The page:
5 Interesting Links for 10-16-2015

Note: Videos may auto start with sound so be prepared.

Reviewing (Reading)

A good explanation of one person’s approach to reviewing that is close to mine. I review 3 stars and up, but I’m more picky on the stars with 4 being my top and 5 blowing me away. (Via Twitter)
http://worldliterarycafe.com/content/wlc-author-pr-101-how-review-books-siskel-ebert

Date Night (Life)

Some inexpensive, fun date night suggestions. (Via Twitter)
http://totallythebomb.com/10-inexpensive-at-home-date-night-ideas

Drought (Ecology)

How certain mosses and microscopic organisms survive drought by a sophisticated type of hibernation.
https://www.youtube.com/watch?v=eoFGKlZMo2g

Obituary Author (Interesting People)

A look at what lessons can be learned about life and living while editing the obituaries. (Via Facebook)
http://thehairpin.com/2014/04/10-things-i-learned-from-editing-obituaries-for-two-years/

Submissions (Publishing)

Straight-forward (if a little foul-mouthed) advice on fiction submission cover letters.
http://www.inkpunks.com/2011/02/12/lessons-from-the-slush-pile-your-cover-letter-and-you/

Secrets  (The Steamship Chronicles, Book 1) Free in eBook at all stores

This entry was posted in Interesting Links, Interesting People, Life, Publishing, Reading, Science, Submitting. Bookmark the permalink.

2 Responses to 5 Interesting Links for 10-16-2015

  1. Linda says:

    Re: the book reviewer’s comments. I find it arrogant that she sends unasked for critiques to authors of books she thinks are not up to snuff. Most authors are open to criticism, but not from complete strangers. They have their critique groups and editors whose opinions they trust and respect because they know each other and have built a relationship with them.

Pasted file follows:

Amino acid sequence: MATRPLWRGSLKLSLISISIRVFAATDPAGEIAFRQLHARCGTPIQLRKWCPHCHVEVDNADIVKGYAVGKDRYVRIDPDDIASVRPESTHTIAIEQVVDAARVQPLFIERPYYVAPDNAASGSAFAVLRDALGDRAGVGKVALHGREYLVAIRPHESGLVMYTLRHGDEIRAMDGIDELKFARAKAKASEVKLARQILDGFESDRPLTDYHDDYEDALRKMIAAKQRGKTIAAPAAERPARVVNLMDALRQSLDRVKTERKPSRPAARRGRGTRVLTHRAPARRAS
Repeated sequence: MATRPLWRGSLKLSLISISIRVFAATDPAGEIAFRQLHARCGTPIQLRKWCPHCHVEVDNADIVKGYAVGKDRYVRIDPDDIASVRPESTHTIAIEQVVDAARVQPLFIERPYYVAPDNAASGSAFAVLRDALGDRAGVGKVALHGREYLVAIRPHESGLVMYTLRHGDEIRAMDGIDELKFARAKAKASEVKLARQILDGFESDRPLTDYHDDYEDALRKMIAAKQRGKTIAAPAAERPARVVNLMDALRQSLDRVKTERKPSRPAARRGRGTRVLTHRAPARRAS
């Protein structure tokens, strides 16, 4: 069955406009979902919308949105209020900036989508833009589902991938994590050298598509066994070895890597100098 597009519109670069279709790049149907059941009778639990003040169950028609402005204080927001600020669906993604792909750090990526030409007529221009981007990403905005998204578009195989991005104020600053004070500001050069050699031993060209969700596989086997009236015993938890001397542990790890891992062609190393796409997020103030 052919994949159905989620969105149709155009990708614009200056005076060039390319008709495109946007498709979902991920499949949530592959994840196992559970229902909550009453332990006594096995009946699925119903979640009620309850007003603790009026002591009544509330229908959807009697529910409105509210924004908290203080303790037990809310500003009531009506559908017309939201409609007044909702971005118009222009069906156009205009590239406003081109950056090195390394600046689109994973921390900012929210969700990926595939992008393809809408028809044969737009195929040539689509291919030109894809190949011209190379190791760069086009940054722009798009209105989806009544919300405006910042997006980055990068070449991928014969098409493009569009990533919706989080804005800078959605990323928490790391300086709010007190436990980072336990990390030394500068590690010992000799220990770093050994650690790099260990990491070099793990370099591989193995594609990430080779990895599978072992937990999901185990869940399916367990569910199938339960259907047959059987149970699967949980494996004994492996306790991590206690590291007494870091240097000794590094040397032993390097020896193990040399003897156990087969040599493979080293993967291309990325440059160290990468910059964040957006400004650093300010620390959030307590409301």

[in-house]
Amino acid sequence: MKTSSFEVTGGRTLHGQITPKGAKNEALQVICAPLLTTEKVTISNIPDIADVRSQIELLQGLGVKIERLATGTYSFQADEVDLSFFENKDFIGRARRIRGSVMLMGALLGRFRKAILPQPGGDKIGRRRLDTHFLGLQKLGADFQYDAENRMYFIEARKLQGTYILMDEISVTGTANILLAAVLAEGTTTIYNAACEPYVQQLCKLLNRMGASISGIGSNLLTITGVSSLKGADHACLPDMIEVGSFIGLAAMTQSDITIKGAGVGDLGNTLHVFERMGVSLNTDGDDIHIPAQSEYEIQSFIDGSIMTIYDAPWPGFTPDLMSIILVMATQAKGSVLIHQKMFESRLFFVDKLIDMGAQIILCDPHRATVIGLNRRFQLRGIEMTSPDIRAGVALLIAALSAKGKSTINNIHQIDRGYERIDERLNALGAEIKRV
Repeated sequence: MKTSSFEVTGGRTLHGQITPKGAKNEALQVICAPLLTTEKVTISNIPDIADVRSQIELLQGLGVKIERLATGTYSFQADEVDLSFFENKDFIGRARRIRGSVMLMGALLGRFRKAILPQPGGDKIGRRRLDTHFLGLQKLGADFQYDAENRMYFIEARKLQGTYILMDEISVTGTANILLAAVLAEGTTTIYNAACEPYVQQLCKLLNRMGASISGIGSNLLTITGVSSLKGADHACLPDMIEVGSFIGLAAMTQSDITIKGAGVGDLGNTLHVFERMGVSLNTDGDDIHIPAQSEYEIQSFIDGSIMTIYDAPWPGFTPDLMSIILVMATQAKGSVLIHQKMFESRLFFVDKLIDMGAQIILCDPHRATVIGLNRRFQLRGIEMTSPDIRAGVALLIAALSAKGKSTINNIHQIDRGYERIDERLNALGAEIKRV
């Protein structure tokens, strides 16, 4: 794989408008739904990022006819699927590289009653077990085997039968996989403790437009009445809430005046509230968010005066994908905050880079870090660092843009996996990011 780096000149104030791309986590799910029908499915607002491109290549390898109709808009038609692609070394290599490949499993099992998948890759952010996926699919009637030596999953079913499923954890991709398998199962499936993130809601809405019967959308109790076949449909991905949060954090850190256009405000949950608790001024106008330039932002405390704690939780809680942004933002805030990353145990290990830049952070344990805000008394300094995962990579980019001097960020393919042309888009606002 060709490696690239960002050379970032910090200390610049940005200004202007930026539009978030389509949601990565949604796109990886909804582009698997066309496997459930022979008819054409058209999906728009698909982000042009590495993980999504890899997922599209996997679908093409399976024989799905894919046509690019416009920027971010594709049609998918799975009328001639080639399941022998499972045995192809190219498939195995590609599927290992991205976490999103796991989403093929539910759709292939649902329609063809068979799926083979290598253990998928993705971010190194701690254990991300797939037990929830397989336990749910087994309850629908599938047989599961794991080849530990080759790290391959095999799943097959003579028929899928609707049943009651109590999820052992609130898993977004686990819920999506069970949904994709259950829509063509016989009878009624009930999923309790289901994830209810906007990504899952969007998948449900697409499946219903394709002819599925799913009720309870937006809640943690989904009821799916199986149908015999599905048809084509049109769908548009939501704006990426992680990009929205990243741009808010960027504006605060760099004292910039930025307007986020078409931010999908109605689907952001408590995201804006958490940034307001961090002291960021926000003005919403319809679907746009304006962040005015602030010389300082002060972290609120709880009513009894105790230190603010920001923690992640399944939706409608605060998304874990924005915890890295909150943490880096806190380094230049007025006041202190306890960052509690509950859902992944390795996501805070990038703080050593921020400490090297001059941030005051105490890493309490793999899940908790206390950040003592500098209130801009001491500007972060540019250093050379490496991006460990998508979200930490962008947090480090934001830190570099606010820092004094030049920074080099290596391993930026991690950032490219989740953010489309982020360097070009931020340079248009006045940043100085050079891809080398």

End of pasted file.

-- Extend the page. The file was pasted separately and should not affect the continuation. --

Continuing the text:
The problem with strangers critiquing a book is that the stranger has no clue what the author’s vision is. Often when I watch TV shows, an easy example because even the most complex are not as tricky as novels can be, I notice what the writers have done. And I often think, “I’d do this instead.” But it’s not that my way is better than theirs. It’s usually that I see a different direction they could have gone, and because that direction appeals to my personality more, I would have gone that way instead of the way the writers went. But both are completely valid.

    The best thing to do if you don’t like a book and don’t want to post negative reviews is to take the Thumper approach. “If you can’t say anything nice, don’t say nothing at all,” Any author who wants to keep their sanity will ignore this woman’s critique, just as they will ignore any other negative stuff pumped out by people emboldened by the internet to say stuff they’d never say in real life. But it’s even better if she doesn’t add to the vitriol, no matter how well-intentioned.

    • Margaret McGaffey Fisk says:

      I can definitely see your point, but I do appreciate it when people tell me about typos or stuff that should have been caught but for whatever reason didn’t. I can fix those and improve the experience of readers going forward. But yes, opinion type feedback you sort of have to nod your head and then walk away.

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